Oil prices grew but concerns over military tension in Syria and a trade dispute between US and China kept them from inching up further.

Brent crude futures increased 27 cents to touch at $72.33 per barrel while US WTI crude futures grew 38 cents to reach $67.20 a barrel, reported Reuters.

Shanghai crude futures grew by CNY10.5 (2.5%) to touch CNY428.7 ($68.28) per barrel.

Both Brent and WTI reached their highest since late 2014 at $73.09 and $67.45 per barrel, respectively.

Tensions in the Middle East are keeping the global market on edge as Saudi Arabia intercepted missiles while the US threatened Russia with military action in Syria.

ANZ bank told Reuters: “Geopolitical risks outweighed an unexpected rise in inventories in the US.”

“Geopolitical risks outweighed an unexpected rise in inventories in the US.”

China stated that the trade dispute was provoked by the US and it was ready to raise the heat if the US did not back off from its threat to import tariffs on Chinese goods.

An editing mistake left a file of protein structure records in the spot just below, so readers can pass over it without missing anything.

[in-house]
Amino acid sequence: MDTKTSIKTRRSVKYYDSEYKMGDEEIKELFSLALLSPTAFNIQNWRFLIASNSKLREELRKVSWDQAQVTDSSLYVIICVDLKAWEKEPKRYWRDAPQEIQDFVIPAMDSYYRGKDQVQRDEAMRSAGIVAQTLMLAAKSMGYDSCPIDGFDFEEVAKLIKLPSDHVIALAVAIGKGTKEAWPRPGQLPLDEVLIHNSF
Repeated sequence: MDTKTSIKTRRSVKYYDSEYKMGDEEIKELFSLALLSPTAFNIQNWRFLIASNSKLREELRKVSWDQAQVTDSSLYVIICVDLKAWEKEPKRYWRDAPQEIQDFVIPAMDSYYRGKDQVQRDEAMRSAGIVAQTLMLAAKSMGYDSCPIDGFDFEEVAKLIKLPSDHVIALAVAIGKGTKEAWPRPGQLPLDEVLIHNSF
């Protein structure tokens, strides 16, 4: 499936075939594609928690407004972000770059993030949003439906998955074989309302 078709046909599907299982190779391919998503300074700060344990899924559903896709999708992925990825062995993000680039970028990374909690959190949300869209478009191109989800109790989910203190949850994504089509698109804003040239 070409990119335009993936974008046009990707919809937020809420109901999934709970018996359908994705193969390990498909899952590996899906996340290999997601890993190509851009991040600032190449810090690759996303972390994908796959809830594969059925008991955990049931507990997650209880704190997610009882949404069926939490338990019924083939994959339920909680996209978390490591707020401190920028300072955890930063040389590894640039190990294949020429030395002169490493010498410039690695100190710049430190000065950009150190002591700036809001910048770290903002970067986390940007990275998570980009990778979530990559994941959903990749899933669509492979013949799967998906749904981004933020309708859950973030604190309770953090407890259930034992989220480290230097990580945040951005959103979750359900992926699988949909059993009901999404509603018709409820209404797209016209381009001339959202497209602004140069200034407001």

Even as the market remains tense, it continues to be oversupplied due to excess production from the US, which is likely to affect prices.

Barclays Bank was quoted by the news agency as saying: “Geopolitical events could keep prices elevated above $70 Brent in April and May, but our balances suggest a high likelihood of a downward correction in 2H18.”

Barclays expects Brent to touch an average of $63 per barrel in 2018 and $60 in 2019. It also predicts prices of $58 and $55 a barrel for this year and 2019 for WTI.

US crude stocks grew by 3.3 million barrels to 428.64 million barrels. Furthermore, last week crude production from the US reached a new record of 10.53 million barrels per day (bpd), up by 25% since mid-2016.

The US is currently the second largest crude producer and Russia is the top producer with just under 11 million barrels per day.